used with caution for fever control and mild analgesia. Prolonged use more than 72 hours is not advised without dose supervision. All patients should have a documented history of positive HIV antibody by ELISA test. Patients should qualify for zidovudine (AZT) treatment for the following reasons:

- Patients with a prior episode of cytologically confirmed Pneumocystis carinii

pneumonia (PCP).

- Patients with a prior episode of any AIDS-defining opportunistic infection and less

than 200 T4 cells.

- Patients with advanced ARC as defined by mucocutaneous candidiasis and/or unexplained

weight loss and less than 200 T4 cells and fever more than 100 degrees F of more than 3 weeks duration; clinical diagnosis of hairy leukoplakia; herpes zoster infection within 3 months of entry; or unexplained diarrhea.

- All patients must have received at least 8 weeks of AZT prior to enrollment and must

not have required a dose adjustment for the previous 4 weeks.

- Patients must be willing to sign an informed consent statement.

Required:

- Zidovudine (AZT) for at least 8 weeks.

Exclusion Criteria Co-existing Condition: The following patients will be excluded:

- Patients receiving zidovudine (AZT) while enrolled in another protocol.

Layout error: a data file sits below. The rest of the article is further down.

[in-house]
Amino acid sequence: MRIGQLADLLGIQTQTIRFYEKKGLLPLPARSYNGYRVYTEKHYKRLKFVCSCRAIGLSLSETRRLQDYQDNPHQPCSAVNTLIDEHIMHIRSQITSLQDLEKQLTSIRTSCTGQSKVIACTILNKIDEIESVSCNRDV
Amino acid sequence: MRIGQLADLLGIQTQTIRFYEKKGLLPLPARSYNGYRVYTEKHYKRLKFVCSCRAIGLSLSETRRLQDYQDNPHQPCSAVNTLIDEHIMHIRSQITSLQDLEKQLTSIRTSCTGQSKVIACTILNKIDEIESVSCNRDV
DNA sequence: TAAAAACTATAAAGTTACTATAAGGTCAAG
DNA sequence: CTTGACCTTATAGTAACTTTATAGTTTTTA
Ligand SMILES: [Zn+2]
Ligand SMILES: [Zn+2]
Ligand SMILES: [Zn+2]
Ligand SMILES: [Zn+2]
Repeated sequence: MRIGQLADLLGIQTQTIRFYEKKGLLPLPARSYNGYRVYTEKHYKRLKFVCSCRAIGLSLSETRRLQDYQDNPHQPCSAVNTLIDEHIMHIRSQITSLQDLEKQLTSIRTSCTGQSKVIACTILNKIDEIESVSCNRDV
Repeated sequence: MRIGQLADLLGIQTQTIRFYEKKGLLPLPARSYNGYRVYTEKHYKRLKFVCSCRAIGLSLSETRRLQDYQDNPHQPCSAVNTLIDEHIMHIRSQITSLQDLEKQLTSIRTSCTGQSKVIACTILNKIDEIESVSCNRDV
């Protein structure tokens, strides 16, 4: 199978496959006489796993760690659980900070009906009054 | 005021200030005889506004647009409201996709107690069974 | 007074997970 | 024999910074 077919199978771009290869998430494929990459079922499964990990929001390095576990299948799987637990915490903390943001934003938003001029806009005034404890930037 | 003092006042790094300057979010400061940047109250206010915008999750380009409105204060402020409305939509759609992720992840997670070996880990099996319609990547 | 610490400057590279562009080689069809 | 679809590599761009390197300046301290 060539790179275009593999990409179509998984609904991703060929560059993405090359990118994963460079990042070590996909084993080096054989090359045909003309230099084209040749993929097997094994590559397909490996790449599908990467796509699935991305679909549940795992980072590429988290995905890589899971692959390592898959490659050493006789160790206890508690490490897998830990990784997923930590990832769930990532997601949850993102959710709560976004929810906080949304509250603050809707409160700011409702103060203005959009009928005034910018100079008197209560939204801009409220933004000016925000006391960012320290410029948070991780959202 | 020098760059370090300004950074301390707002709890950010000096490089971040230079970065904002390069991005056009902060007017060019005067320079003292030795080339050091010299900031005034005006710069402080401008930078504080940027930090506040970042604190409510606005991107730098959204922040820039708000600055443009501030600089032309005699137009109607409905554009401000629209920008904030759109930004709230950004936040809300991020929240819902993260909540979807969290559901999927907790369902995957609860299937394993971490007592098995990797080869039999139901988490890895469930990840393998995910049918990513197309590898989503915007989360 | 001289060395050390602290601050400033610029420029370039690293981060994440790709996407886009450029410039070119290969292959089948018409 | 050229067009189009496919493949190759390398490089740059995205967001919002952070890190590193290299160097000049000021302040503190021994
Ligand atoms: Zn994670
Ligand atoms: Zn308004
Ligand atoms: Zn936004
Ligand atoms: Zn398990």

- Patients with other life-threatening and uncontrolled opportunistic infection.

- Patients with evidence of lymphoma or neoplasm other than indolent Kaposi's sarcoma.

- Dementia that would prevent giving appropriate informed consent.

Concurrent Medication: Excluded:

- Acetaminophen or products containing acetaminophen.

- Drugs that are nephrotoxic, are cytotoxic, or decrease blood cell number or function

may increase the risk of toxicity. Probenecid may inhibit excretion of zidovudine (AZT). Some experimental nucleoside analogs should be avoided. The following patients will be excluded:

- Patients receiving zidovudine (AZT) while enrolled in another protocol.

- Patients with other life-threatening and uncontrolled opportunistic infection.

- Patients with evidence of lymphoma or neoplasm other than indolent Kaposi's sarcoma.

- Dementia that would prevent giving appropriate informed consent.

Prior Medication: Excluded within 8 weeks of study entry:

- Prior systemic therapy with an antimetabolite, cytotoxic drug, interferon,

immunomodulator, corticosteroid, or nucleoside analog other than zidovudine.

Locations and Contacts

SUNY / Erie County Med Ctr at Buffalo, Buffalo, New York 14215, United States
Additional Information

Click here for more information about Zidovudine

Related publications:

Portmore A, Morse G, Hewitt R, Reichman R. Comparative oral disposition of zidovudine in neutropenic AIDS patients and asymptomatic hemophiliacs. Int Conf AIDS. 1990 Jun 20-23;6(3):196 (abstract no SB442)

Hewitt RG, Morse GD, Lawrence WD, Maliszewski ML, Santora J, Bartos L, Bonnem E, Poiesz B. Pharmacokinetics and pharmacodynamics of granulocyte-macrophage colony-stimulating factor and zidovudine in patients with AIDS and severe AIDS-related complex. Antimicrob Agents Chemother. 1993 Mar;37(3):512-22.


Last updated: April 25, 2012

Page last updated: August 23, 2015